Why doesn't Atticus focus on Mayella's mental capacity and the possible molestation by Bob Ewell in To Kill a Mockingbird? During the trial, it is obvious that Mayella Ewell is not of sound...

Why doesn't Atticus focus on Mayella's mental capacity and the possible molestation by Bob Ewell in To Kill a Mockingbird

During the trial, it is obvious that Mayella Ewell is not of sound mind. Atticus feels that Mayella is a victim of poverty and ignorance. If this case was shown in 2011, things would be different

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bullgatortail | High School Teacher | (Level 1) Distinguished Educator

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This is an excellent question! First, there was no modern rape kit available duing the 1930s and no medical evidence was taken at the scene. Today, this would work in Tom Robinson's favor; no proof, no witnesses, and only Mayella's conflicting statements. However, at the time of the story, the most important factor was a simple one: A black man's word was NEVER taken over that of a white person--even if they were a Ewell. Atticus did not attack Mayella's mental state for several reasons: For one, she was probably the brightest of the Ewell family, and it was not unusual to have not received a proper education. (Remember, Atticus never went to school himself.) More importantly, Atticus would probably have turned the jury completely against him had he suggested that Mayella was mentally unfit. He had no medical proof, and it would have been socially unacceptable to treat a woman (even Mayella) in such an ungentlemanly manner. As for the possible molestation by Bob (and there are undercurrents of this possibility in the story), neither of the Ewells would have admitted the truth even if it had occurred. Mayella feared her father, and this secret would probably have been confined within the family.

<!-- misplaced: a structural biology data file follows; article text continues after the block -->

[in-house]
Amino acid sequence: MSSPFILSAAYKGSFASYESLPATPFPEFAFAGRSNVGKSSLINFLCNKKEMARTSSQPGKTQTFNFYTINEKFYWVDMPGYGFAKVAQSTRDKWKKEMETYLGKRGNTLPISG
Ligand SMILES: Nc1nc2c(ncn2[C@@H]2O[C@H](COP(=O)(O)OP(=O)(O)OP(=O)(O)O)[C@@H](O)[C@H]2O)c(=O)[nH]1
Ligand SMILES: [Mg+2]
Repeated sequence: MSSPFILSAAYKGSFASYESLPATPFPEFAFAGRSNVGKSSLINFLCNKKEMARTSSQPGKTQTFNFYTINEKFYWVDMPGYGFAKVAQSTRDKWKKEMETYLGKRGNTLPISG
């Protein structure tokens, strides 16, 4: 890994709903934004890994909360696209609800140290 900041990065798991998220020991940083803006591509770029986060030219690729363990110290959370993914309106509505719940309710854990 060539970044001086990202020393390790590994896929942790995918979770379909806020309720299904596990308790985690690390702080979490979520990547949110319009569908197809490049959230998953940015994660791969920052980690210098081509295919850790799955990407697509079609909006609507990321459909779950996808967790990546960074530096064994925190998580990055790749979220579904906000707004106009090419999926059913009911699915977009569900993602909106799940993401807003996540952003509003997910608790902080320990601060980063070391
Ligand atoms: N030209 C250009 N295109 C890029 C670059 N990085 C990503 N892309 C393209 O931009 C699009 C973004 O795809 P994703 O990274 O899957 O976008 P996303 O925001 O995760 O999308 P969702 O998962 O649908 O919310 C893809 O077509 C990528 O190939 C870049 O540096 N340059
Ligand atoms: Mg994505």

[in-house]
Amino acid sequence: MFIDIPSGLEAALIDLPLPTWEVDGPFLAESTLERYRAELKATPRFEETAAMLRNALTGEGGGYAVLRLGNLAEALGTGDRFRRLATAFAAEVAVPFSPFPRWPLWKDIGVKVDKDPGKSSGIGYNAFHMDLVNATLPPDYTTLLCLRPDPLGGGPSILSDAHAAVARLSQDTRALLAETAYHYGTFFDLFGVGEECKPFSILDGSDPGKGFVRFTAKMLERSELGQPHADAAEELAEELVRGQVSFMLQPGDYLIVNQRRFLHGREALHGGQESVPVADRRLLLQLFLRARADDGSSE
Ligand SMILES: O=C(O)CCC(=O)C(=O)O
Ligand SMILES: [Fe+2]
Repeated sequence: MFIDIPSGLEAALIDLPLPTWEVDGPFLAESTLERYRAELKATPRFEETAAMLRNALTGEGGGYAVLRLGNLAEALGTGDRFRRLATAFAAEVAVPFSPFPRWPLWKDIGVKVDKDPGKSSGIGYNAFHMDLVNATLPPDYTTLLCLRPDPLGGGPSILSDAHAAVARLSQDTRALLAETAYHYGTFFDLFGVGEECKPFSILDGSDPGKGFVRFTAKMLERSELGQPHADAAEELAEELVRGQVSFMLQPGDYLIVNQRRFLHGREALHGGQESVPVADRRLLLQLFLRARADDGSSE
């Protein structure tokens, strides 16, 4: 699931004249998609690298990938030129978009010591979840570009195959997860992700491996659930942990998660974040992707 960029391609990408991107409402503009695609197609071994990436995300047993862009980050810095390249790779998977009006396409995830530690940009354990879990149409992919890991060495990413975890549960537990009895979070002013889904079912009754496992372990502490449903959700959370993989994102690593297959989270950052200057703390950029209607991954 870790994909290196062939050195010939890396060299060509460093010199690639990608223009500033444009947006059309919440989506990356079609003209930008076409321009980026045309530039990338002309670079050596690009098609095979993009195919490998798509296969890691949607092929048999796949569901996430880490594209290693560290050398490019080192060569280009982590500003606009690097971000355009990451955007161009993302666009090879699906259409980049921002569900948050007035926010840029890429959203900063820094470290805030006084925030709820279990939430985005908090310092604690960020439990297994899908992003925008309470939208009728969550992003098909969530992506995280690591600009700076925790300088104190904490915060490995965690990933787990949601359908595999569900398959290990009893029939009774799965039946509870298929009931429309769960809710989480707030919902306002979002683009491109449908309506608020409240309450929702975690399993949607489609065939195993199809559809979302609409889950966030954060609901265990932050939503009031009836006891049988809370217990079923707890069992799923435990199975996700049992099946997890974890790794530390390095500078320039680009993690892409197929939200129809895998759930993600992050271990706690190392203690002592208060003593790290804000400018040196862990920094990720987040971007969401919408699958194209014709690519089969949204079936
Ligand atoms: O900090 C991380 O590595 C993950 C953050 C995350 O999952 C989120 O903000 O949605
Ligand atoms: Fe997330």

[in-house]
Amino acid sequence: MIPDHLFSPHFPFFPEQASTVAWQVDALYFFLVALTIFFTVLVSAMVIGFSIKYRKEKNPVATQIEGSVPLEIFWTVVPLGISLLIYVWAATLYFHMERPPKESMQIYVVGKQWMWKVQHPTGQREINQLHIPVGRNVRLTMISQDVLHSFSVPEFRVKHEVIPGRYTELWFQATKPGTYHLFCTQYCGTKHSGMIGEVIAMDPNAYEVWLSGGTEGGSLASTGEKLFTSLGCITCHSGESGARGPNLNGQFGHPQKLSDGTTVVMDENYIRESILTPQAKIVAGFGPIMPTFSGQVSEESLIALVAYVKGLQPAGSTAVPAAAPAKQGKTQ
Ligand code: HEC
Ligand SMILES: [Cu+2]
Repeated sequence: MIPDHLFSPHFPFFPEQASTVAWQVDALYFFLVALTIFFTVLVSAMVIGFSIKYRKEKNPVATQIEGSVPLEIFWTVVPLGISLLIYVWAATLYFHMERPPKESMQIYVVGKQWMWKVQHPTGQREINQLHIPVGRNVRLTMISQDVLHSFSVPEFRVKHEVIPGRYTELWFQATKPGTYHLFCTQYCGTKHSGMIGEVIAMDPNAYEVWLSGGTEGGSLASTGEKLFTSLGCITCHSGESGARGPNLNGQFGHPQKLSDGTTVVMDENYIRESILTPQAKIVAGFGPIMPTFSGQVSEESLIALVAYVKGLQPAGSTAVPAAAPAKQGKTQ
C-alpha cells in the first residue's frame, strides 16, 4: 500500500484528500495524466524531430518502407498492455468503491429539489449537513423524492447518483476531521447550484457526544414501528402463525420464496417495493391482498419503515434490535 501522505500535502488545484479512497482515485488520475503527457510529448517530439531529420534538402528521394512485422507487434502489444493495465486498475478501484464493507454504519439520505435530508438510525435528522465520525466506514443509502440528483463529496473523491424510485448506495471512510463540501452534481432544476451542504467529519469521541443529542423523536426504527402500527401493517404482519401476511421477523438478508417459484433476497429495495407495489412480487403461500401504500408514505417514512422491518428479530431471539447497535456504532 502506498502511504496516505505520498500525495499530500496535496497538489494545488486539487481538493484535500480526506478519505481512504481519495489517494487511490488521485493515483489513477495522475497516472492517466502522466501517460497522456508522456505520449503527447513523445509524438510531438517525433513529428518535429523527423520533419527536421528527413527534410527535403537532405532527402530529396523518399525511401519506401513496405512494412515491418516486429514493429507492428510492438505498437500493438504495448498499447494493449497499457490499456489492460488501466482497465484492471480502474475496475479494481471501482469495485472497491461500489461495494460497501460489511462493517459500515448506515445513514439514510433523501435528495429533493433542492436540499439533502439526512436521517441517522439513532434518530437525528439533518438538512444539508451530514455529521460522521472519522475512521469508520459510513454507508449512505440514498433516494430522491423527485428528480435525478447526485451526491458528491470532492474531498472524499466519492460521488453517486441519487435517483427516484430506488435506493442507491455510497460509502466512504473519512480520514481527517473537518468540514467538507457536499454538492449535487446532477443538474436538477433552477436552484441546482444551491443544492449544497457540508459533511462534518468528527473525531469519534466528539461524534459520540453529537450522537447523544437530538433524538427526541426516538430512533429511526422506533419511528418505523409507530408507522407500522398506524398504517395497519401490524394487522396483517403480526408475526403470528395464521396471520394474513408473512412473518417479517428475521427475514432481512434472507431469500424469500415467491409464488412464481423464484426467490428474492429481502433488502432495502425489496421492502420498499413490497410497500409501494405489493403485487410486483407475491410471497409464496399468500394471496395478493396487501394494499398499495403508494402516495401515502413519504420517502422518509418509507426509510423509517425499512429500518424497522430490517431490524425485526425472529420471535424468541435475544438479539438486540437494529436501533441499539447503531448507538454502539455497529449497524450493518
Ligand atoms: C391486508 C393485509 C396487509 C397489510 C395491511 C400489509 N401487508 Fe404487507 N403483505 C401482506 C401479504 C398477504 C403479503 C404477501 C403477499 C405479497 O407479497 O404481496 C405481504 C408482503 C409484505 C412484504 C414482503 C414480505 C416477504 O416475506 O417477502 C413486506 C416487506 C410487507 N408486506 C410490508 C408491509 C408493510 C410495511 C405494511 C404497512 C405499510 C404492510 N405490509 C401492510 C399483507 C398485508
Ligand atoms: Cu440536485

Obviously, a case such as this in the 21st century would have probably never gone to court. The extreme racial bias would not have been evident--by either the prosecutor or the jury--and some sort of medical exam would have been necessary. Even if Tom had been brought to trial, which was unlikely, a conviction would probably have been overturned on appeal (as Atticus hoped it would). The Ewells' reputation would have worked against them, whereas Tom's relatively clean background would have trumped the word of the Ewells.

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